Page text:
« Last post by PipKelpy on April 23, 2019, 09:07:00 pm »
I know I know, disbud when young etc! Been to auction and also sold privately and bulk of sheep flock now gone! Jennifer the calf is testing my patience as unlike the others, she goes into "donkey" mode when On the head collar and lead. Front feet stretched out, eyes squint and she growls at me! Previous owner been informed, who laughed and said 'Juniper genes!'.

However, I've ALWAYS wanted a goat or 2. Now, I've googled and read and no, I don't want to set myself up as a micro dairy, so am only interested in a goat that can rear a baby that will become burgers (have found a supplier of very tasty goat ???? burgers - who needs beef burgers?) and will live very happily with remaining sheep and 4 cattle. Hornless due to electric fences!!

Now, I like the idea of Golden Geurnsey or English goat yet can't see anything about breeders for English goat. Also, different goat websites differ about what a goat will eat. Some state grass, others say thistles and rough which is great as got plenty of thistles. Swearing doesn't seem to frighten them, neither does digging them up or topping them! Last resort is spraying and the last time we did that we had fertility problems in the cattle (2013), so since then, we've been chemical free.

Goat folk, opinions please!
Coffee Lounge / Re: I know it's been done before but...
« Last post by in the hills on April 23, 2019, 09:04:27 pm »
Coffee Lounge / Re: I know it's been done before but...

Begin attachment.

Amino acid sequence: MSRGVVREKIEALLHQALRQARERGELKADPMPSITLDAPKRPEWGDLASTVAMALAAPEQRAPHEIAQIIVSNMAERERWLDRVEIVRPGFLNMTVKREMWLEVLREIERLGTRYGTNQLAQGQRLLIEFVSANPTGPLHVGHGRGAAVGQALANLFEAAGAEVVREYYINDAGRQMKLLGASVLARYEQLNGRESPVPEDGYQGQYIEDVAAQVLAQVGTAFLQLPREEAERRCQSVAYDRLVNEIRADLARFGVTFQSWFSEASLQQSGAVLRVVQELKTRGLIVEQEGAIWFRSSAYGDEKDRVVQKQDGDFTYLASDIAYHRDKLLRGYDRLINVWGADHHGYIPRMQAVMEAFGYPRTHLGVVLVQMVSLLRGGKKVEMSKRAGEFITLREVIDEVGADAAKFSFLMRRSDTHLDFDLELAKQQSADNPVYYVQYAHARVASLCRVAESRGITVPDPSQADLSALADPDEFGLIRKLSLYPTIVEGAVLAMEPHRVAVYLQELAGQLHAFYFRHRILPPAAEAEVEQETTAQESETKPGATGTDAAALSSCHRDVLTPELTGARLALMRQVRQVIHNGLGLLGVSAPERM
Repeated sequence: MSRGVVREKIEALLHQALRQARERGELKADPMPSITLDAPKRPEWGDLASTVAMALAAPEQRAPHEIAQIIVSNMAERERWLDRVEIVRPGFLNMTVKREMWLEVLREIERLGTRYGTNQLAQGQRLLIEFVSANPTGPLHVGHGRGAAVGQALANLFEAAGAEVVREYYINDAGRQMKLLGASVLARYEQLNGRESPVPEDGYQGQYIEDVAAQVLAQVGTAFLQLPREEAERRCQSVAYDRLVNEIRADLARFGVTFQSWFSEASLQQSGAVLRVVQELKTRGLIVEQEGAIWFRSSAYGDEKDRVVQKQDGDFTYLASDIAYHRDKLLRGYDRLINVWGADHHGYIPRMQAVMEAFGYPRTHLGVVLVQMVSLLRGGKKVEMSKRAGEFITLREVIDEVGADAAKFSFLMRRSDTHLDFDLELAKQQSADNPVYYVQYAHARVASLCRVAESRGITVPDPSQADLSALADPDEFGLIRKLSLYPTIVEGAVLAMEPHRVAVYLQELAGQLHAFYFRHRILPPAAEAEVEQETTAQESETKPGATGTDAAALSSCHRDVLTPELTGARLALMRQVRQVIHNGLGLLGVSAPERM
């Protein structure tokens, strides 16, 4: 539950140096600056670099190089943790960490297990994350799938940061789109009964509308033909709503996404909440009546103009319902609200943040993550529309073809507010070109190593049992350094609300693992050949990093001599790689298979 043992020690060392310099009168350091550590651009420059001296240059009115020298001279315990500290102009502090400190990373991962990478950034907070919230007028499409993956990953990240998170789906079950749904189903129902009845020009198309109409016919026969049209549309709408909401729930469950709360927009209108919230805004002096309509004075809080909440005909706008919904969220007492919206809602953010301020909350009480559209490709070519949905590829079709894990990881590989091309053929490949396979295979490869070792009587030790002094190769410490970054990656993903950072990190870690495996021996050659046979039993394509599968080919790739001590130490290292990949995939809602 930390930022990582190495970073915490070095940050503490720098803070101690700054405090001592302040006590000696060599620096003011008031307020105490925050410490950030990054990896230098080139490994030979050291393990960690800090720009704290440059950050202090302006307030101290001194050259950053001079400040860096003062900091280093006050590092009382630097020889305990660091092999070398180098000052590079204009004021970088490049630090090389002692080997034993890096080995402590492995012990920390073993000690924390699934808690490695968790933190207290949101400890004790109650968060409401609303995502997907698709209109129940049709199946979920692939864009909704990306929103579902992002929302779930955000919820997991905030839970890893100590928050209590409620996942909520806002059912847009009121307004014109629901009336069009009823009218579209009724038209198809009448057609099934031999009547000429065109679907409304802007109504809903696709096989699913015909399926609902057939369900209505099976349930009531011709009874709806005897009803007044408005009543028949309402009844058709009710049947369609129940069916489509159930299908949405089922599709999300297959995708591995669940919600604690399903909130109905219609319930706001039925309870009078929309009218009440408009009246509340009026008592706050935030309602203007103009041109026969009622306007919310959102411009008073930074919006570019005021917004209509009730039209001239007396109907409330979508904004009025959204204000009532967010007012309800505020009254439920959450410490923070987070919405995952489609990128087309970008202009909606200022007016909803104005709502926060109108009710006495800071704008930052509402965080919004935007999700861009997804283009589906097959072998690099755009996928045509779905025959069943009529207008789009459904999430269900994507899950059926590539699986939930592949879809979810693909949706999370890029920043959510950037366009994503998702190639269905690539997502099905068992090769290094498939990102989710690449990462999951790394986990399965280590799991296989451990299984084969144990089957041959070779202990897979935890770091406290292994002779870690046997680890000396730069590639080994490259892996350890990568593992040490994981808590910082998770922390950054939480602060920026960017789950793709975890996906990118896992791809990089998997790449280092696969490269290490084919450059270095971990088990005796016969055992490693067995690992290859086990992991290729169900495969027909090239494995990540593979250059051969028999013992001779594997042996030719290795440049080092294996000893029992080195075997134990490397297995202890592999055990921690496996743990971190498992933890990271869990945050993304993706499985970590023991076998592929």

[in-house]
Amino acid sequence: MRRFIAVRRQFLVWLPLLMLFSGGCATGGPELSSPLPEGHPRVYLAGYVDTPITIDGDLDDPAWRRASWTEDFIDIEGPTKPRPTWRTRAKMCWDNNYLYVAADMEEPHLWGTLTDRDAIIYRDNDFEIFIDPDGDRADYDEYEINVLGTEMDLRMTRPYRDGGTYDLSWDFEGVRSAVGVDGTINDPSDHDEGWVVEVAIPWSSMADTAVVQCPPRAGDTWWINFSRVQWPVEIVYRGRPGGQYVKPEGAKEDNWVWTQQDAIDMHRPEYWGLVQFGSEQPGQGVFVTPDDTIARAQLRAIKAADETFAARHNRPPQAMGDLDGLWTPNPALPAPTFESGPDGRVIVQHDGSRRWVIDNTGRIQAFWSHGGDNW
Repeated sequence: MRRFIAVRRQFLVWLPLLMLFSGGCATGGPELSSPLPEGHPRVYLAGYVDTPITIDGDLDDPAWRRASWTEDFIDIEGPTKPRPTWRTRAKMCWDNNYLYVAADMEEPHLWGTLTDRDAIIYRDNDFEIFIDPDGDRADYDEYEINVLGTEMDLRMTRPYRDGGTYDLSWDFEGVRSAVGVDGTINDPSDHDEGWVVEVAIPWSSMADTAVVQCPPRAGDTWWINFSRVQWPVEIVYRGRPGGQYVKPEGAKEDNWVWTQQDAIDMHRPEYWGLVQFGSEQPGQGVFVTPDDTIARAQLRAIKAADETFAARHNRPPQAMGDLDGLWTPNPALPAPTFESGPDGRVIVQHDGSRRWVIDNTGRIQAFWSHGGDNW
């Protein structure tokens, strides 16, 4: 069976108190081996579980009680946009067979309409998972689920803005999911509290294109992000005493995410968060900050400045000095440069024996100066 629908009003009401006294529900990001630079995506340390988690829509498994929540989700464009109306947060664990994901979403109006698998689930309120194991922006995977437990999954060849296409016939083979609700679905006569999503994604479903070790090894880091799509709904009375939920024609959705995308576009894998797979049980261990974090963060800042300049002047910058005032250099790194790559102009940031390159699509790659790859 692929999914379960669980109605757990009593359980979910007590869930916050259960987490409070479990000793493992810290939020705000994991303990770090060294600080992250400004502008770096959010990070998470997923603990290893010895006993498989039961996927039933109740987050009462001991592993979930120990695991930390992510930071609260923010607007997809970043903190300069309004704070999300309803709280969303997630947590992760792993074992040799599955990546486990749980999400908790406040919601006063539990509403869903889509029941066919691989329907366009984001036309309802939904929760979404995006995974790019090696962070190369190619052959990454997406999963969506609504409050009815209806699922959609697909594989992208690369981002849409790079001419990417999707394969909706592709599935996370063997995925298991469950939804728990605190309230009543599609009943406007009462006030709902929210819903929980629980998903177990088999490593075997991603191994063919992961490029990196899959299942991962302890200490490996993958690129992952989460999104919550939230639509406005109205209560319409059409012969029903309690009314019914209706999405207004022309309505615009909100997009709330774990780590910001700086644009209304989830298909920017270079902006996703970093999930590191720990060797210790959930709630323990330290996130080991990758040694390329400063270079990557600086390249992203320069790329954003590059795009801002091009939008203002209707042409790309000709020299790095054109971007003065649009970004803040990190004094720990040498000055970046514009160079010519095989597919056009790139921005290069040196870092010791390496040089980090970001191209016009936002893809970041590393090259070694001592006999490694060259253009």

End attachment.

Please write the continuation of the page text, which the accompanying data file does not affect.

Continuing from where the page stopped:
« Last post by Rupert the bear on April 23, 2019, 07:59:31 pm »
Buildings & planning / Re: Planning access help
« Last post by Shinding on April 23, 2019, 07:44:47 pm »
Big delay replying I'm sorry - did the new campsite you know about have to comply after they opened or was that before they had opened?

Buildings & planning / Cost of land - ridiculous or acceptable!
« Last post by Shinding on April 23, 2019, 07:39:24 pm »
We have just been offered a little under 2.2 acres of pasture that adjoins our land. It doesn't have a water supply and there's a clause on it that no structures can be built on it (which is a good thing as far as we are concerned) and is based in West Wales.

The owner's children want £35k for it and have said that there is also another party interested in it (there's always another party interested in land!!) and that they want to keep horses on it, but they'll be slow to produce the money (owner's children want to buy 1 big house and move their infirm mother in with them).

I know that land is usually worth between £8.5 and £11k, so I'm wondering if people think a horse lover (if one even exists in this case) would be prepared to pay £35k for just over 2 acres of land. BTW, there's usually a lot of ragwort on the pasture but current owners just mow it down - don't know it that makes a difference.

Any thoughts would be appreciated.

Coffee Lounge / Re: I know it's been done before but...
« Last post by Zyg on April 23, 2019, 07:32:00 pm »